A list of license agreement summaries recently published by Practical Law What's Market. Practical Law What's Market provides a continuously updated database of license agreements that allows you to analyze and compare terms, including type of licensed IP, license grants and payment provisions, across multiple agreements. Practical Law What's Market also contains links to the underlying public documents.
This collection of resources addresses many of the legal issues commonly encountered by in-house counsel in the fashion industry, including intellectual property (IP), product design and development, labor and employment, supply chain, e-commerce, real estate, advertising and marketing and regulatory compliance.
The US Court of Appeals for the Ninth Circuit affirmed in part and reversed in part a district court order enjoining the NCAA from prohibiting its member schools from providing student-athletes with scholarships for the full cost of attendance and up to $5,000 a year in deferred compensation. The Ninth Circuit held that the district court was not permitted to require the schools to pay student-athletes the deferred compensation and vacated the injunction as it related to the payment requirement.
In Timed Out, LLC v. Youabian, Inc., the California Court of Appeal reversed the trial court's ruling that two models could not assign their rights in misappropriation of likeness claims to the Plaintiff. The court also held that those claims are not preempted by the Copyright Act.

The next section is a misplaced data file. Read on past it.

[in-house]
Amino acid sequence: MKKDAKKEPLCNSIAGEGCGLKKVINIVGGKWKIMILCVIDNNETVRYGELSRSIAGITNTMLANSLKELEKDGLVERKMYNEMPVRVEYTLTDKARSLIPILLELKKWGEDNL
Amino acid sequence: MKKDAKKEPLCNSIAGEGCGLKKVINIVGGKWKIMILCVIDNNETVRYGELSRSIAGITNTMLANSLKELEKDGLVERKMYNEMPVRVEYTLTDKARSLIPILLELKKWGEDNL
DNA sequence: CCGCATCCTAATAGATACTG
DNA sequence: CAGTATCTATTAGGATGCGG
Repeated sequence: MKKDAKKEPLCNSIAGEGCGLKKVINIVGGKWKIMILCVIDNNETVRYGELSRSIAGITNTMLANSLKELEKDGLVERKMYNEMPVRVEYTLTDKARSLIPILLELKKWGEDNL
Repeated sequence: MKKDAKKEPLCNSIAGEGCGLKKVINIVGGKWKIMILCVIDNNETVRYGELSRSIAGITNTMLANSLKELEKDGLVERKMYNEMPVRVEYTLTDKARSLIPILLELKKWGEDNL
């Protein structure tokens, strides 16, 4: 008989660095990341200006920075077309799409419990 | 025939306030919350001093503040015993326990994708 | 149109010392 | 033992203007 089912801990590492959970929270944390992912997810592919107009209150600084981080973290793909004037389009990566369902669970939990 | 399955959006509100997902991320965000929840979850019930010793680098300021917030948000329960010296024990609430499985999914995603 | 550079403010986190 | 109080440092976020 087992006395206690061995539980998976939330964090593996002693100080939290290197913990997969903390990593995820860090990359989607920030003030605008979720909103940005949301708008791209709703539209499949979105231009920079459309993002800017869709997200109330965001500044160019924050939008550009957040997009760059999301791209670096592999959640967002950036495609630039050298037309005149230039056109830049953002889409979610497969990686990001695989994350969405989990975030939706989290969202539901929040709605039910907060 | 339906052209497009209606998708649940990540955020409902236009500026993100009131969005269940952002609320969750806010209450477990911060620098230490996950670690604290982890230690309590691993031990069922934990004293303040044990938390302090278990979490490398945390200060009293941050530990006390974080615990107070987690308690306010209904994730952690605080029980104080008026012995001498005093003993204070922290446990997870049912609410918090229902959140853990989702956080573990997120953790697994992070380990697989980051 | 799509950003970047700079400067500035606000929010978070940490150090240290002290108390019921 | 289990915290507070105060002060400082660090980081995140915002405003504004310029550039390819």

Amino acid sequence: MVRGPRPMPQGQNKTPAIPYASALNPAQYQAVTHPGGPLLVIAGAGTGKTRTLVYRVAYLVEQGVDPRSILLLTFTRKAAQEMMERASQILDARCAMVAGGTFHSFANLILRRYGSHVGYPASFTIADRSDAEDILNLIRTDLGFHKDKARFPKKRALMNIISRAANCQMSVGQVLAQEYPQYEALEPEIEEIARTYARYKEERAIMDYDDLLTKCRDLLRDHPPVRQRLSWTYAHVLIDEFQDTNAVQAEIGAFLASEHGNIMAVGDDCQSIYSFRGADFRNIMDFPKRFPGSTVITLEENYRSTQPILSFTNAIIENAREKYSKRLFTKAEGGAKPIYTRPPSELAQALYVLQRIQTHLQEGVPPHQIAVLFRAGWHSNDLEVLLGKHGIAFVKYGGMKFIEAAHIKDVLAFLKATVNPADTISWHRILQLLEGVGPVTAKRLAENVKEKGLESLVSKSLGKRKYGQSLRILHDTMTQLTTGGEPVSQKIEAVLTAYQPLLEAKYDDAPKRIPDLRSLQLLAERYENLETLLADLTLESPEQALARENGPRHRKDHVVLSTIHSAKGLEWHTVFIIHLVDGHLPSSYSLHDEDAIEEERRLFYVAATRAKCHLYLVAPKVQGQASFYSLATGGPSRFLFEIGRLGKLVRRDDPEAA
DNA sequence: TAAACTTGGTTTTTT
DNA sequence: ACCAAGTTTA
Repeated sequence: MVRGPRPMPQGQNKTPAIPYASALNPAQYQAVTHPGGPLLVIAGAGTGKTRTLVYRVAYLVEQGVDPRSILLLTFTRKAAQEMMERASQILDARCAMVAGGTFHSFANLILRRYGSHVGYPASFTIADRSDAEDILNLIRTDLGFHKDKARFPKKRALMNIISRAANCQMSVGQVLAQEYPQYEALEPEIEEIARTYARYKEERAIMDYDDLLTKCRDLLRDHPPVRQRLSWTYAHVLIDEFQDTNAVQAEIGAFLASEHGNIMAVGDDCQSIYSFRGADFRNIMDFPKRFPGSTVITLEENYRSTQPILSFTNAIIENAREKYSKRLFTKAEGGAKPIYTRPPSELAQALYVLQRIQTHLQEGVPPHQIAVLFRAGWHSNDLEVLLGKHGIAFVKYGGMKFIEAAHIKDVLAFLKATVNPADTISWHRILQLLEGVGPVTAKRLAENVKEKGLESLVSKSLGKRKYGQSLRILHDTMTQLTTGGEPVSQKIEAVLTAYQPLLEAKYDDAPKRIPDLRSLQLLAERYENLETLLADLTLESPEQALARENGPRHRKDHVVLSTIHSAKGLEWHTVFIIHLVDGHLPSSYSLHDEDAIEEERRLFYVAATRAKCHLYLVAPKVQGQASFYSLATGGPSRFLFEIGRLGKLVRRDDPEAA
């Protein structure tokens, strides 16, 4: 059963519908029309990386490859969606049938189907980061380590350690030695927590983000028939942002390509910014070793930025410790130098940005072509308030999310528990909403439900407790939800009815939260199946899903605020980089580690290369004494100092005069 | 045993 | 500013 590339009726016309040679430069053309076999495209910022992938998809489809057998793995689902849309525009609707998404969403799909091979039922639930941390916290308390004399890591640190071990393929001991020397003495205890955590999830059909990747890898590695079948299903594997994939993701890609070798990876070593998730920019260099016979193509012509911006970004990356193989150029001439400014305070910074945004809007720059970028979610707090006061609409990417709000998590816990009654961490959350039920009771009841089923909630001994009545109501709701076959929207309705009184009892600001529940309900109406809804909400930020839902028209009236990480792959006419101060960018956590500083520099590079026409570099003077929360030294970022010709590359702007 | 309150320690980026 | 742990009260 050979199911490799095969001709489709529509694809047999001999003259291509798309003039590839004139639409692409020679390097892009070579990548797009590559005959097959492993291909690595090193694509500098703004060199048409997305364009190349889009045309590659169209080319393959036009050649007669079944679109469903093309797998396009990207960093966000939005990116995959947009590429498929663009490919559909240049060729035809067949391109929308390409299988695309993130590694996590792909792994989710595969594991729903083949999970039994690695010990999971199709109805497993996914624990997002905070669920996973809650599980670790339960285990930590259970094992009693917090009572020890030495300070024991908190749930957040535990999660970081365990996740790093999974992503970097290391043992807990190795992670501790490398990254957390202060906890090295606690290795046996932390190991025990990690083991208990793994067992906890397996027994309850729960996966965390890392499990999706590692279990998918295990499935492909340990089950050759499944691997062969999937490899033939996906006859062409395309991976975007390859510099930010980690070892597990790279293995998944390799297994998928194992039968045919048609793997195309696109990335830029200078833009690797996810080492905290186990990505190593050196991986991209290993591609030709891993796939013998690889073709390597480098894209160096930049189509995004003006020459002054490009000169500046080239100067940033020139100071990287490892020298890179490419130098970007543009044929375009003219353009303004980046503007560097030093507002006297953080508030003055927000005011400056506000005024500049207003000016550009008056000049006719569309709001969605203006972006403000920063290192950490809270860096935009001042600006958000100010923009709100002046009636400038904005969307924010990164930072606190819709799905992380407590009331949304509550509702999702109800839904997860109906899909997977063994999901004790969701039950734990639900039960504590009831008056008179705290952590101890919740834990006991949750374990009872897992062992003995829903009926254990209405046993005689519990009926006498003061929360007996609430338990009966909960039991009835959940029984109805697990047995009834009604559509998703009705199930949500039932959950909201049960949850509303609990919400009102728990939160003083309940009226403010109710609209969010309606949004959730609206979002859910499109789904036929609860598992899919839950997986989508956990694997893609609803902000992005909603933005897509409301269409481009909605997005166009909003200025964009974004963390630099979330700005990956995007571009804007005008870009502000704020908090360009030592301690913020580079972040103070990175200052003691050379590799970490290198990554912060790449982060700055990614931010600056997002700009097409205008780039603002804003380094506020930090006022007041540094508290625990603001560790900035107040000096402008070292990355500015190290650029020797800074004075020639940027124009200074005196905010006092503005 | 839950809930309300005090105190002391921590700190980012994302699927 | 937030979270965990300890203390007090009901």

In Jordan v. Jewel Food Stores, Inc., the US Court of Appeals for the Seventh Circuit held that a grocery store's ad, which included the store's logo and slogan, congratulating Michael Jordan's induction into the Hall of Fame was commercial speech and entitled Jordan to continue pursuing his right of publicity and Lanham Act claims.
In addressing a counterclaim to a trademark litigation suit concerning Jimi Hendrix's name and likeness, the US Court of Appeals for the Ninth Circuit held that the post-mortem publicity rights of Washington's Personality Rights Act can be constitutionally applied to the narrow, non-speculative circumstances of this case. Specifically, this case involves the alleged infringer's attempts to license unofficial Hendrix-related products for sale in Washington and to sell products in Washington that bore Hendrix's image and likeness but did not infringe the trademark owner's marks.
The US Court of Appeals for the Ninth Circuit issued opinions in two cases involving claims brought by former football players against video game developer Electronic Arts, Inc. (EA) concerning its use of their likenesses in its football video games. In Keller v. Electronic Arts, Inc., in a split decision, the majority held that EA had no First Amendment defense against a former college football player's right of publicity claims. In Brown v. Electronic Arts, Inc., the same Ninth Circuit panel affirmed the dismissal of a retired professional football player's claim that EA violated Section 43 of the Lanham Act.
In Hart v. Electronic Arts, Inc., the US Court of Appeals for the Third Circuit applied the transformative use test to find Ryan Hart's right of publicity interests outweighed Electronic Arts' use of his likeness and biographical information in a college football video game, reversing the district court's grant of summary judgment in favor of Electronic Arts.
In Milton H. Greene Archives, Inc. v. Marilyn Monroe LLC, the US Court of Appeals for the Ninth Circuit affirmed the district court's grant of summary judgment holding that Marilyn Monroe LLC was estopped from changing Marilyn Monroe's domicile at time of death from New York to California. As a result, Marilyn Monroe LLC was precluded from asserting Marilyn Monroe's publicity rights under California's posthumous right of publicity.